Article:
Quote of the Day: Explaining the Virus edition

I've written a number of times about Mencious Moldbug, most notably here.  He was instrumental in laying the philosophical foundations for the Dark Enlightenment, the most significant ideological framework that I've seen in my lifetime.  But he really blew it on the Kung Flu.  This I think sums up the political response to the virus:
Moldbug would have seen clearly that the N-COVID-19 narrative, lockdowns and restrictions, and subsequent Antifa/BLM riots that broke open the lockdowns, were all a manifestation of a High & Low versus Middle dynamic, where the elites use the underclass against middle Americans who represent the only real threat to their rule. It is not an accident that the public closure directives fell entirely on small businesses, churches and volunteer civic society. In contrast, the Washington Post owning Jeff Bezos’s Amazon is bigger than ever.
I think that this is spot on, and is actually an indictment of Republican Governors who bought into the hype.  A few didn't, but most let themselves be stampeded into harming their base.  The Democrat Governors who are still keeping up the lockdowns are doing so knowing that they are hurting a Republican constituency, so there's no expectation that they will want to ease up.  But the GOP crowd should have known better.  This is why I call them the "Stupid Party".

Go read the whole thing.  Some of us were skeptical about the panic from the start.  Others should have been.

Monday, June 22, 2020

Camp Bullowa 1960

Film from visiting day at Bullowa Scout Camp in New York, 1960. It could be my camp, my Troop, me.



I still remember the entire Boy Scout oath. I don't remember the serial number of my gun in the army. I don't remember the number of my locker in school. But I remember that oath. --Tommy Lasorda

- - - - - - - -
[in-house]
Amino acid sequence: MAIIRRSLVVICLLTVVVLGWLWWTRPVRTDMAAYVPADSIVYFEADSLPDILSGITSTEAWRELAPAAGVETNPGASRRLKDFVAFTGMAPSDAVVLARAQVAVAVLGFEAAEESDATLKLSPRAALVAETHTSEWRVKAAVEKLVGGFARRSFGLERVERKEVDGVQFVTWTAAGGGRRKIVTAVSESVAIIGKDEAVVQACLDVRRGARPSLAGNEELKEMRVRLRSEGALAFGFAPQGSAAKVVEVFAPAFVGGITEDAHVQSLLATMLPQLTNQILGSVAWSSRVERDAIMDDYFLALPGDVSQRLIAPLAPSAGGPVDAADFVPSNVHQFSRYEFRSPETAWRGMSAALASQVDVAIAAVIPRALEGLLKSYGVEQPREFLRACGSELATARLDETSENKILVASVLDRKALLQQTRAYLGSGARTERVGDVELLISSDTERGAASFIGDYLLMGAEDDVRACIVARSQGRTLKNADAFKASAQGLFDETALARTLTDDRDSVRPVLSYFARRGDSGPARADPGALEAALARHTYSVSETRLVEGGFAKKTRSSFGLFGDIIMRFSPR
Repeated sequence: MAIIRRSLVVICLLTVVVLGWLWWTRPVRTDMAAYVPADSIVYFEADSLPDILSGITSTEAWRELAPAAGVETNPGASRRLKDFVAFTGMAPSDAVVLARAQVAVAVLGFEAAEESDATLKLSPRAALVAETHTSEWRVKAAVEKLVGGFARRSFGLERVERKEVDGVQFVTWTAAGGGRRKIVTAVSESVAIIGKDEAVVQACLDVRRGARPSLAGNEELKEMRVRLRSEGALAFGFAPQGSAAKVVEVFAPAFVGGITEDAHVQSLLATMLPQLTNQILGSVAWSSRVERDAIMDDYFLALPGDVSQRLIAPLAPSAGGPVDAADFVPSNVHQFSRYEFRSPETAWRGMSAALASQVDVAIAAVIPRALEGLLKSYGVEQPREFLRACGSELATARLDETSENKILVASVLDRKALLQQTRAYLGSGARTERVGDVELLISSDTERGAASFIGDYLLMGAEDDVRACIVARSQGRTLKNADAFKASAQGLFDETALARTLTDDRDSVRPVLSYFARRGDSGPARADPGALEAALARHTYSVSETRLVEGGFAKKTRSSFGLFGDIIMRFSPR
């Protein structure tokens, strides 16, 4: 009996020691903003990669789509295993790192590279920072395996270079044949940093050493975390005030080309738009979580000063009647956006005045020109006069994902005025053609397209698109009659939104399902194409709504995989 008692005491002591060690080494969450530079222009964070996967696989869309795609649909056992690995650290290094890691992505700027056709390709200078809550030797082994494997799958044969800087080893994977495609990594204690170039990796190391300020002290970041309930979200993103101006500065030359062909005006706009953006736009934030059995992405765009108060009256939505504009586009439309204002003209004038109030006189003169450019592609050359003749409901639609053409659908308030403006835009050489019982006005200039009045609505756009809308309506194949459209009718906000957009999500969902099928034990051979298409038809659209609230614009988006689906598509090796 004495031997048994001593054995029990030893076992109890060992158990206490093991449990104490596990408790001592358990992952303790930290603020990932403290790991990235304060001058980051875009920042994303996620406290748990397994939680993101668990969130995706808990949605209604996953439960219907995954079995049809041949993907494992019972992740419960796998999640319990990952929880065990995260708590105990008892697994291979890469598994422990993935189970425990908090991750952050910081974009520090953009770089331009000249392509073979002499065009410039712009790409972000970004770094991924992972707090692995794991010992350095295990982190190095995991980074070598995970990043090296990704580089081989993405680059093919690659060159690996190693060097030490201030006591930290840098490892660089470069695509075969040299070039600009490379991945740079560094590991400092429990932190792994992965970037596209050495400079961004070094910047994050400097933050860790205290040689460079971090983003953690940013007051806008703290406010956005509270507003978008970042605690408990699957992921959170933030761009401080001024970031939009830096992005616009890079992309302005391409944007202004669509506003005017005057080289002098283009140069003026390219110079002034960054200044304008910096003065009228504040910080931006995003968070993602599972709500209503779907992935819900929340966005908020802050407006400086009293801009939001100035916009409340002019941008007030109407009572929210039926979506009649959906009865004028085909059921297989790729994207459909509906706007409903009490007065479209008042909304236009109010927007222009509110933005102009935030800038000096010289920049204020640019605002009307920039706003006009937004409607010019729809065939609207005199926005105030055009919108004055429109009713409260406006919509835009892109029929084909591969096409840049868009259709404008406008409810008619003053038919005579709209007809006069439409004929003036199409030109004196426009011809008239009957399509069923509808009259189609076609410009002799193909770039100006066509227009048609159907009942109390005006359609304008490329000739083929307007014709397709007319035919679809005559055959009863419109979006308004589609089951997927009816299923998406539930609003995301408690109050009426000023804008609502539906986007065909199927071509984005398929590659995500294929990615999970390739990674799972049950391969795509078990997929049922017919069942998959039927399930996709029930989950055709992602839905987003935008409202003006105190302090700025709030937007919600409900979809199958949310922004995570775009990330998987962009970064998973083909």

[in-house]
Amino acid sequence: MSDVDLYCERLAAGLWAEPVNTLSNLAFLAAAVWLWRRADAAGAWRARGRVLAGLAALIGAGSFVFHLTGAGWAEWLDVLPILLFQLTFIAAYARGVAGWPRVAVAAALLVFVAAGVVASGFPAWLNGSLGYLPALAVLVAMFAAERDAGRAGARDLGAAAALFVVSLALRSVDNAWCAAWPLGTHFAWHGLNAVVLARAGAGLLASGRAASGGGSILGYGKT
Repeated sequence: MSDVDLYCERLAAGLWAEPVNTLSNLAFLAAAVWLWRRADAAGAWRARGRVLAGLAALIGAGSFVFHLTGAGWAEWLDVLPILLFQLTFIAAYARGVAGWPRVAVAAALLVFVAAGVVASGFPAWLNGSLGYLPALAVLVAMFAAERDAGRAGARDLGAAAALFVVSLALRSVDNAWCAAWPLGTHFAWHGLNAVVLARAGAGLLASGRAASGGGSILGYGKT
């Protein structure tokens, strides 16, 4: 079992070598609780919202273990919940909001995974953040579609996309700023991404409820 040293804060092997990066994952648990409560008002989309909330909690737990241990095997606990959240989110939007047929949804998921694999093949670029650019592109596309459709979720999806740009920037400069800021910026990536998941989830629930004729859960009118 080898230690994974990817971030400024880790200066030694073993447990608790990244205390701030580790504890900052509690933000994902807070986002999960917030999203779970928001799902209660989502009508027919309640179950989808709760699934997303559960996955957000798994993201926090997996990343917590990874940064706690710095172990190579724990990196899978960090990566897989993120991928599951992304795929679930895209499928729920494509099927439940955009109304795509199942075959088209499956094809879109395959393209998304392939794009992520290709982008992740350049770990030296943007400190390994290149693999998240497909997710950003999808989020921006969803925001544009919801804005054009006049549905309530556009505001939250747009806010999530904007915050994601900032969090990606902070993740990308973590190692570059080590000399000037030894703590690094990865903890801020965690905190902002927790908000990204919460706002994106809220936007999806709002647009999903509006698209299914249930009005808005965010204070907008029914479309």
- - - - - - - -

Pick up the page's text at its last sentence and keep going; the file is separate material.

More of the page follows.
They called the Communist takeover, 70 years ago

Looking at the upheaval and rioting in the streets - and the pulling down the statues of Washington,  Jefferson, Lincoln, and Teddy Roosevelt (so much for Mt. Rushmore), it's amazing just how prescient this comic book from the 1950s was about how Marxists would take over the country.


Is This Tomorrow was a full length (50 page) comic book from the 1950s, describing how a Communist takeover of America might happen.  It's quite interesting reading, as a time capsule of the intellectual wars of the day.  Sure, the details are very 1950s (the current race/class war is pretty different but hard to ignore) but the grand sweep of the strategy was all laid out way back then.

Sadly, the line Wolverines!!!1!! is not to be found in its pages.

Blogroll update

Man, it's been a long time since I've done this.

D.C. Traitors discusses politics from a, well, D.C. Traitor point of view.  You don't need to wonder where they're coming from.

Chuck Pergiel has been blogging for almost 20 years (!!!).  He's commented here before, and is always thought provoking.  You'll learn a lot over there - I have.

Locomotive Breath 1901 has a bunch of fun stuff.

Long time commenter LindaG has a blog.  Her house got heavily damaged by a tornado a while back and there's a GoFundMe for her.  It's within around $500 of the goal, so if you can stop by and donate I'd be very grateful indeed.

Welcome to the blogroll, folks!  And to our readers, check out some of the folks listed there.  It's quite a community.

Sunday, June 21, 2020

Dad's last Father's Day

I put this post up ten years ago on Father's Day.  It was Dad's last, and while we still had hope we knew that there wasn't much hope left.  He sure liked this post, though, maybe because of that.

Happy Father's Day, Dad.  I sure miss you.  And happy Father's Day to my Father-In-Law Bob.  I'm sorry we won't be coming to see you in Arlington as often now.

Originally posted June 20, 2010.

Acadia Mountain

Maine's Acadia National Park contains all sorts of natural wonders, not least of which is the only fjord on the east coast of this land. It's a proper fjord, carved by the ice sheets and partially flooded by the rising seas at the end of the last glaciation. Called Some's Sound, it's deep, and surrounded by steep mountains on each side. Acadia Mountain is perhaps the steepest of these.

Father's Day 1975 saw Dad, me, and my older brother climbing that mountain. It's only about 900 feet tall, but the climb is pretty vigorous. You go up the landward side, and there's not a lot to see other than trees, and the occasional glimpse of trees on neighboring mountains. Other than the exercise, there's not a lot of reason to make the ascent.